Greenspan’s Epiphany: As Entitlements Rise, Savings Fall


Source of book image:

(p. C11) In his new book “The Map and the Territory,” to be released on Tuesday, Mr. Greenspan, 87, goes on a hunt for what has gone wrong in American politics and in the U.S. economy.
. . .
Mr. Greenspan’s biggest revelation came one day about a year ago when he was playing with gross domestic savings numbers. What he found, to his surprise and initial skepticism, was that an increase in entitlements has closely corresponded to a decline in the country’s savings. “We had this extraordinary increase in benefits, with each party trying to outbid the other,” he says. “That practice has been eroding the country’s flow of savings that’s so critical in financing our capital investment.” The decline in savings has been partly offset by borrowing from abroad, which brings us to our current foreign debt: “$5 trillion and counting,” he says.
. . .
Studying the minutiae of the events leading to the financial crisis brought to mind some lessons from his famous friendship, from the 1950s on, with the late Objectivist philosopher Ayn Rand.
. . .
Mr. Greenspan then believed in analysis based mainly on hard science and empirical facts. Rand told him that unless he considered human nature and its irrational side, he would “miss a very large part of how human beings behaved.” At the time they weren’t discussing economics, but today he realizes the full impact of emotions and instincts on markets. He also has come to admire psychologist and Princeton University professor emeritus Daniel Kahneman’s work applying psychological insights to economic theory, for which he won a Nobel Prize in 2002.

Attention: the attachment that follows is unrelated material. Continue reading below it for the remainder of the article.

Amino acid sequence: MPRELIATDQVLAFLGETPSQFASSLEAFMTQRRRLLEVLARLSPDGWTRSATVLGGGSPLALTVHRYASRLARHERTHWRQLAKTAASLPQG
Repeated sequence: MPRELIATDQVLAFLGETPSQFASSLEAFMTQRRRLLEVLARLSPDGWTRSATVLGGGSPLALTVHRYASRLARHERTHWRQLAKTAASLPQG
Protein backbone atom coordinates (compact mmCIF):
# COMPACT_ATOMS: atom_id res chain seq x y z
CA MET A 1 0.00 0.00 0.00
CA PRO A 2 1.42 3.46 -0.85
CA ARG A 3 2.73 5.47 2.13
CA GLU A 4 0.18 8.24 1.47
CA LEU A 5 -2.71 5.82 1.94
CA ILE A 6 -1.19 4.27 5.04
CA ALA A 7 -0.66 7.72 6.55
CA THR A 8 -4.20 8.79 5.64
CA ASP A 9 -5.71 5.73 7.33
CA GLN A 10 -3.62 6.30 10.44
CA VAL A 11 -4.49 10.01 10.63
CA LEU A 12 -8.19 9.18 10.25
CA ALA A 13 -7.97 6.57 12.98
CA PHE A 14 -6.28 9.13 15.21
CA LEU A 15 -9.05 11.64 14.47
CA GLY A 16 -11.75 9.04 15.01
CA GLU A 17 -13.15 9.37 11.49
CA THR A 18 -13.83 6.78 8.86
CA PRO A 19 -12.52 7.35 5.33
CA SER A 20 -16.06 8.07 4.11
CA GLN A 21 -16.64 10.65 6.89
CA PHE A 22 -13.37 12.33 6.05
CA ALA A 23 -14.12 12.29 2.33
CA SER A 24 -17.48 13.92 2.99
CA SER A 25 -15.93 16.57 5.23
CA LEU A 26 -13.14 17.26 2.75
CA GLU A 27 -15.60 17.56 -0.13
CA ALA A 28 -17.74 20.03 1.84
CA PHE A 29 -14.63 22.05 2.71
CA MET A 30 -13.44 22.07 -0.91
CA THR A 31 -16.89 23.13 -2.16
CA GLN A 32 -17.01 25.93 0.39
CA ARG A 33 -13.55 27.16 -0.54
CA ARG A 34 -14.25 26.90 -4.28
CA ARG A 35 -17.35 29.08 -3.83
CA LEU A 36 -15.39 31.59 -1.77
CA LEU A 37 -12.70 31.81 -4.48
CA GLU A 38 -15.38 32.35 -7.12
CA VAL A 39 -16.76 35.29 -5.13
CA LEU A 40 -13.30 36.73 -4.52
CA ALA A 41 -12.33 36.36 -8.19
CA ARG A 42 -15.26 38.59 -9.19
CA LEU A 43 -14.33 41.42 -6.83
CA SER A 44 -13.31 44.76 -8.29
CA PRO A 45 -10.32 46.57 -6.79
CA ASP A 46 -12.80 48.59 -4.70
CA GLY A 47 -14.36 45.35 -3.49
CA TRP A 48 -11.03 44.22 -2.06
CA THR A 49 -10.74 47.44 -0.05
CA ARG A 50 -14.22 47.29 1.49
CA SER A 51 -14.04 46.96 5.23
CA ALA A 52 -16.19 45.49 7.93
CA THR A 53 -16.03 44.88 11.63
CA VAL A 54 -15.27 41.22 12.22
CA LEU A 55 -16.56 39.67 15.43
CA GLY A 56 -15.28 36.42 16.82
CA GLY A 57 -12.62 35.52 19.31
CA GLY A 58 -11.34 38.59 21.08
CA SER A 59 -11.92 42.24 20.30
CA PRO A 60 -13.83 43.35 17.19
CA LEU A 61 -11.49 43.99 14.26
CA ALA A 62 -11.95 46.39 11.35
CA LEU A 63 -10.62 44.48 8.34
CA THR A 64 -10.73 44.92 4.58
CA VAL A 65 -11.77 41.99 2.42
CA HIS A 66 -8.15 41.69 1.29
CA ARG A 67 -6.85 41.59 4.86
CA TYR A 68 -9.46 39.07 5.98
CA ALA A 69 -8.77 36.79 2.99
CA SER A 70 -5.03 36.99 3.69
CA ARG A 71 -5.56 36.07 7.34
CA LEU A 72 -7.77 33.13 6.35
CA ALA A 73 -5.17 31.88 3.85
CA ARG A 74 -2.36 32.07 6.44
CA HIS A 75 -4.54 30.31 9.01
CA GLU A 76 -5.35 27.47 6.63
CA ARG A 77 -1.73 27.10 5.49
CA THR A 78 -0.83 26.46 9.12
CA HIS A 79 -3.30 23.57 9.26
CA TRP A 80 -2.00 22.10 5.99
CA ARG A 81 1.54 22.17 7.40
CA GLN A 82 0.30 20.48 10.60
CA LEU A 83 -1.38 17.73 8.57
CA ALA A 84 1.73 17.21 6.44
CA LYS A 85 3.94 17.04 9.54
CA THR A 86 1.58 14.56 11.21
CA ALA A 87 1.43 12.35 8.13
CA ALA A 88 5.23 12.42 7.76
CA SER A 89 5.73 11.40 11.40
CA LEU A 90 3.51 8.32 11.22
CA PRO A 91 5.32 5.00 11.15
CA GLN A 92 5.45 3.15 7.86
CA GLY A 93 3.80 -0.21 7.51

. . .
With his new book, Mr. Greenspan hopes to provide politicians and the public with a road map to avoid making the same mistakes again. His suggestions include reducing entitlements, embracing “creative destruction” by letting facilities with cutting-edge technology displace those with low productivity, and fixing the political system by encouraging bipartisanship.

For the full interview/review, see:
ALEXANDRA WOLFE, interviewer/reviewer. “WEEKEND CONFIDENTIAL; Alan Greenspan.” The Wall Street Journal (Sat., Oct. 19, 2013): C11.
(Note: ellipses added.)
(Note: the online version of the interview/review has the date Oct. 18, 2013, and has the title “WEEKEND CONFIDENTIAL; Alan Greenspan: What Went Wrong; The former Fed chairman on where the economy went wrong, where he went wrong–and Ayn Rand.”)

The book discussed is:
Greenspan, Alan. The Map and the Territory: Risk, Human Nature, and the Future of Forecasting. New York: Penguin Press, 2013.

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